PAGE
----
Years of universal healthcare, rising health spending, cancer screening, immunization and anti-smoking laws have failed to stop Britain falling behind its peers in reducing early death and disease, a study showed on Tuesday.
Researchers who compared Britain's health performance since 1990 with 14 European Union countries plus Australia, Canada, Norway and the United States said its pace of decline in premature death was "persistently and significantly" behind the average - a finding they described as "startling".
Chris Murray, who led the work at the University of Washington, said Britain's poor performance was partly due to dramatic increases in Alzheimer's disease and in drug and alcohol abuse problems, and to a failure to tackle leading killers such as heart disease, strokes and lung diseases.
"Concerted action is urgently needed," said Murray, director of the university's Institute for Health Metrics and Evaluation, whose study was published in the medical journal The Lancet.
Using data from a vast study called the Global Burden of Diseases, headline findings of which were published last year, researchers analyzed patterns of ill health and death in Britain, calculated the contribution of various preventable risk factors, and ranked it among high-income countries that spent similar amounts on health in 1990 and 2010.
They found that only in men older than 55 years had seen significantly faster drops in death rates than other nations over the last 20 years.
Britain's ranking in premature mortality rates for adults aged between 20 and 54 had "worsened substantially", they found.
This was partly due to dramatic growth in problems linked to drugs and alcohol, which were ranked among the least important causes of death in this age group in 1990 - ranked 32nd and 43rd respectively - but rose to sixth and 18th place in 2010.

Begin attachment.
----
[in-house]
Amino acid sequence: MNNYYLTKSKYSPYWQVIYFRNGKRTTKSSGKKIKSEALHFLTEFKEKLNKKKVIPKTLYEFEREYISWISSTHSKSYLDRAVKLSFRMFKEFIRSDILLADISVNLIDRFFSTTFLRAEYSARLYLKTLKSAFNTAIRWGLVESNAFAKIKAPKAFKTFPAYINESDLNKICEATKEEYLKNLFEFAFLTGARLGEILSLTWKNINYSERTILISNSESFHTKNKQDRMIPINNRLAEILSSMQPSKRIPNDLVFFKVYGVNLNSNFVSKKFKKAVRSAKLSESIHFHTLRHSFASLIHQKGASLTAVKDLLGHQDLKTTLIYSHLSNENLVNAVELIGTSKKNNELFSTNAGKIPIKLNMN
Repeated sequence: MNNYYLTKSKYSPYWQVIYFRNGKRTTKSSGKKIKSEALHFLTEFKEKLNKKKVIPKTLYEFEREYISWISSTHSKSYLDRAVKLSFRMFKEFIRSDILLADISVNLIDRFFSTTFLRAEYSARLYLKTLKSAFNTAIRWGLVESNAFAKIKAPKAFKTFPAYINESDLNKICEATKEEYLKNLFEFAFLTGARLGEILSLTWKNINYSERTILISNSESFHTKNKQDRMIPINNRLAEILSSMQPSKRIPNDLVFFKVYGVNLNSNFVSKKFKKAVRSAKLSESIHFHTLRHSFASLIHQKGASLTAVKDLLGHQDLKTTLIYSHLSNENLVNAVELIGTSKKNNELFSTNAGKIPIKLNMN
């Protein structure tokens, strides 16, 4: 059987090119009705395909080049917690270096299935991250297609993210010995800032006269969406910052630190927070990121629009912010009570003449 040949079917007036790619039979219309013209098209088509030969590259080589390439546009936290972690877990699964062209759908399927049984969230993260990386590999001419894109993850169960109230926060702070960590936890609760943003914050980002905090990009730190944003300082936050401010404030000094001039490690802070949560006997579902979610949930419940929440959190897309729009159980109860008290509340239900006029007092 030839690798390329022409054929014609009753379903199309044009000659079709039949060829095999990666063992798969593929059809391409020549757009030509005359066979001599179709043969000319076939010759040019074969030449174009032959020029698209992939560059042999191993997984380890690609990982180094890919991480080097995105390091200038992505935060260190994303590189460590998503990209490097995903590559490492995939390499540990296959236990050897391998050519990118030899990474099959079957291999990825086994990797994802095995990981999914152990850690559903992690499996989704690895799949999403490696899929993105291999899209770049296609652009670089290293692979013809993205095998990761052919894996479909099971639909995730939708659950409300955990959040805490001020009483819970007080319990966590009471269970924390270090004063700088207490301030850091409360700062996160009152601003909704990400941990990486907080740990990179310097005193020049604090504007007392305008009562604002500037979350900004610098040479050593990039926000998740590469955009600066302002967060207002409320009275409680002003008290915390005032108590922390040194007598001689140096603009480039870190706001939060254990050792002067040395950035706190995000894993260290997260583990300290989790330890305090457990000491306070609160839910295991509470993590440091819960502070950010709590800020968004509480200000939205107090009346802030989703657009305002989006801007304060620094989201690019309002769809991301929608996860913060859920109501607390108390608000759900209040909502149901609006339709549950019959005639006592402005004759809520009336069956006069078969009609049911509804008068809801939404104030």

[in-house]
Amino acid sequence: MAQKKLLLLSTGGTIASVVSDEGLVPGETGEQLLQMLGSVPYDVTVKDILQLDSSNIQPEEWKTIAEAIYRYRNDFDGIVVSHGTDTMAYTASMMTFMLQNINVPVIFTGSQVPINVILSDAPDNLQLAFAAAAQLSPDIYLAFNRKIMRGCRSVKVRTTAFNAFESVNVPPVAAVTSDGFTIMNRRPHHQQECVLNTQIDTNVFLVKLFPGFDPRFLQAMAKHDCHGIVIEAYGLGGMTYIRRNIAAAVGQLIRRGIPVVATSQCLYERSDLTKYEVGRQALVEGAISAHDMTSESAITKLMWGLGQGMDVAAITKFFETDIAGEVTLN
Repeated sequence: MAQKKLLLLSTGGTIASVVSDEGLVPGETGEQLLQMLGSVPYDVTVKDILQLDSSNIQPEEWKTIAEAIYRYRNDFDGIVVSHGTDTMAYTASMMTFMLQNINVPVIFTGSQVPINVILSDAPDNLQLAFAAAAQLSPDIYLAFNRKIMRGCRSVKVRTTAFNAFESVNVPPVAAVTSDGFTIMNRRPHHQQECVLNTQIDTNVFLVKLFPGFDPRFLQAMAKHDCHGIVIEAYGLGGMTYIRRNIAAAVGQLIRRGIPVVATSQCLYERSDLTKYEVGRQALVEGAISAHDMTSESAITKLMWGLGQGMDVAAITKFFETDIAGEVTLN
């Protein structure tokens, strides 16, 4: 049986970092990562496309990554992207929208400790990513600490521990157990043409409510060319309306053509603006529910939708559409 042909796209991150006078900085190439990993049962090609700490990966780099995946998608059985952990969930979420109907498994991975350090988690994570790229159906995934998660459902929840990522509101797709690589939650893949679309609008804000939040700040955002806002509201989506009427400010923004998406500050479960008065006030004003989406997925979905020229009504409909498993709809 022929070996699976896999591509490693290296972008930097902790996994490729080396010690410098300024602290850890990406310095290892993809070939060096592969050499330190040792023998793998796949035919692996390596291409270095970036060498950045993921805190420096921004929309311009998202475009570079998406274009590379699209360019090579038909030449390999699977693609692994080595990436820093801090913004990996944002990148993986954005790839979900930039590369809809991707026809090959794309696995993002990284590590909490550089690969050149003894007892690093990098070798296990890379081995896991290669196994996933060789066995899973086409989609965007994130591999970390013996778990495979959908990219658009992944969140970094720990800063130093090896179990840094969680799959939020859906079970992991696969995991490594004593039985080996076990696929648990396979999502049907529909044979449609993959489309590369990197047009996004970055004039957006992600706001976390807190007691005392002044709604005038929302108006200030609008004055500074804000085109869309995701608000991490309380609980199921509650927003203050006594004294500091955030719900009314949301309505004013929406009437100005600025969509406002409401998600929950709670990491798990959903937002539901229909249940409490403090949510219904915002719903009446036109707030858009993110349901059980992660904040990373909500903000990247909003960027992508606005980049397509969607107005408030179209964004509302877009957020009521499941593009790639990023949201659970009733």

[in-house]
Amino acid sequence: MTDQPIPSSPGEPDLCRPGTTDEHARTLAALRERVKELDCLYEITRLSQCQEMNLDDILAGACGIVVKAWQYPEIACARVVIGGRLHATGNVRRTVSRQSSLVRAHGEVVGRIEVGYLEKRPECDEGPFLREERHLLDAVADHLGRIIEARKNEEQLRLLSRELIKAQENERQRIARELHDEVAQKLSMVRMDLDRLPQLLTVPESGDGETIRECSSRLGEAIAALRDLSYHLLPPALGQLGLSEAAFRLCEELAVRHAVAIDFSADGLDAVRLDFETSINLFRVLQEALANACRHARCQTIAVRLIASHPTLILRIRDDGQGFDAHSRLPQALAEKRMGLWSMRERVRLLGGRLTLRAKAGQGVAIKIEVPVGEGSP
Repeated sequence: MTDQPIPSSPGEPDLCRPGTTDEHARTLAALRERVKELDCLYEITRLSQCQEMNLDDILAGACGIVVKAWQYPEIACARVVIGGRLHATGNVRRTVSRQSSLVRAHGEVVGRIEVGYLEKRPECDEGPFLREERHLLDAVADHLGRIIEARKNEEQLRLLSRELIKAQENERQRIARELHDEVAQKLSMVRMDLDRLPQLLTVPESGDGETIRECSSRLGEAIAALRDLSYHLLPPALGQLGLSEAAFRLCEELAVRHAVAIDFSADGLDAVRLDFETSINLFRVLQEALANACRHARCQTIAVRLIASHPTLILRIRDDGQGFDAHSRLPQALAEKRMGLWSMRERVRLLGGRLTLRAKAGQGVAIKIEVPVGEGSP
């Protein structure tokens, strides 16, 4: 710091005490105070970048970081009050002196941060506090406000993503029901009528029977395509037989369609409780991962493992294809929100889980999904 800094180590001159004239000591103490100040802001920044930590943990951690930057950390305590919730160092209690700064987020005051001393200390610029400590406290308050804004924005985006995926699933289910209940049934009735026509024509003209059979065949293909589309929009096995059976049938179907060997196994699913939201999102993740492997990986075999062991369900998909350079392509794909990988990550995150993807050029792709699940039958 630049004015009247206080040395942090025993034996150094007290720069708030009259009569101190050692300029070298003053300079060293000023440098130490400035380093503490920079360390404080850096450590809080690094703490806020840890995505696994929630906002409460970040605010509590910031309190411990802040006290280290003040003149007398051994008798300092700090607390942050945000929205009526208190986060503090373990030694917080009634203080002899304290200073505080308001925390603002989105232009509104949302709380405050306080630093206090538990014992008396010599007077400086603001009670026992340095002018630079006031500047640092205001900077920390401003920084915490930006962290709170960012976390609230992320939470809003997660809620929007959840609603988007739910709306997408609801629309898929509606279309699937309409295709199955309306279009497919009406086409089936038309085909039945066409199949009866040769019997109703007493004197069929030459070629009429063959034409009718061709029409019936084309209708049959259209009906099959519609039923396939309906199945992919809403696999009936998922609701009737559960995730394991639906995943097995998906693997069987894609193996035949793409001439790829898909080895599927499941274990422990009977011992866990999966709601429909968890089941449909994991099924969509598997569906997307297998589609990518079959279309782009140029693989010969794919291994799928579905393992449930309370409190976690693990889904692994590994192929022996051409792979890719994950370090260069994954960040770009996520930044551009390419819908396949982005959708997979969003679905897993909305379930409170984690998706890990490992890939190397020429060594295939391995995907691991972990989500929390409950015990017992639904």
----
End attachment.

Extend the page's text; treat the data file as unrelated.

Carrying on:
Kevin Fenton, Director of Health and Wellbeing at Public Health England, who worked with Murray on the study, said the findings were "both a wake-up call and an opportunity".
"While it's encouraging that overall the health of the U.K. has improved substantially since the last report, the pace of improvement is not enough," he said in a statement.
The study found Britain's eight leading causes of death have changed little in the last 20 years, with heart disease, chronic obstructive pulmonary disease, stroke, lung cancer and lower respiratory infections remaining the top five.
There has been a startling increase Alzheimer's disease - which rose from 24th to 10th place - in cirrhosis, which is linked to alcohol abuse, and in drug use disorders. They rose from 14th to 9th position and from 64th to 21st respectively.
Andrew Chidgey of the Alzheimer's Society said he was sad but not surprised by the findings on rising cases of the brain-wasting condition. "With numbers soaring and costs trebling, we need urgent action to find more effective treatments," he said.
The study found that in 2010, Britain had significantly lower premature death rates from diabetes, road injuries, liver cancer and chronic kidney disease on average than other nations.
But it had not kept pace on rates of early death from other conditions such as heart and lung diseases, breast and esophageal cancer and pre-term birth complications.
Commenting on the findings, Edmund Jessop from the U.K. Faculty of Public Health in London said there was "plenty of room for bold action by politicians".
He said ministers should introduce tighter health policies such as plain packaging for cigarettes, a minimum price for alcohol, a ban on trans fats, improved control of hypertension and a greater focus on psychiatric disorders.
"Alternatively, the U.K. can continue to languish at the bottom of European league tables," he said.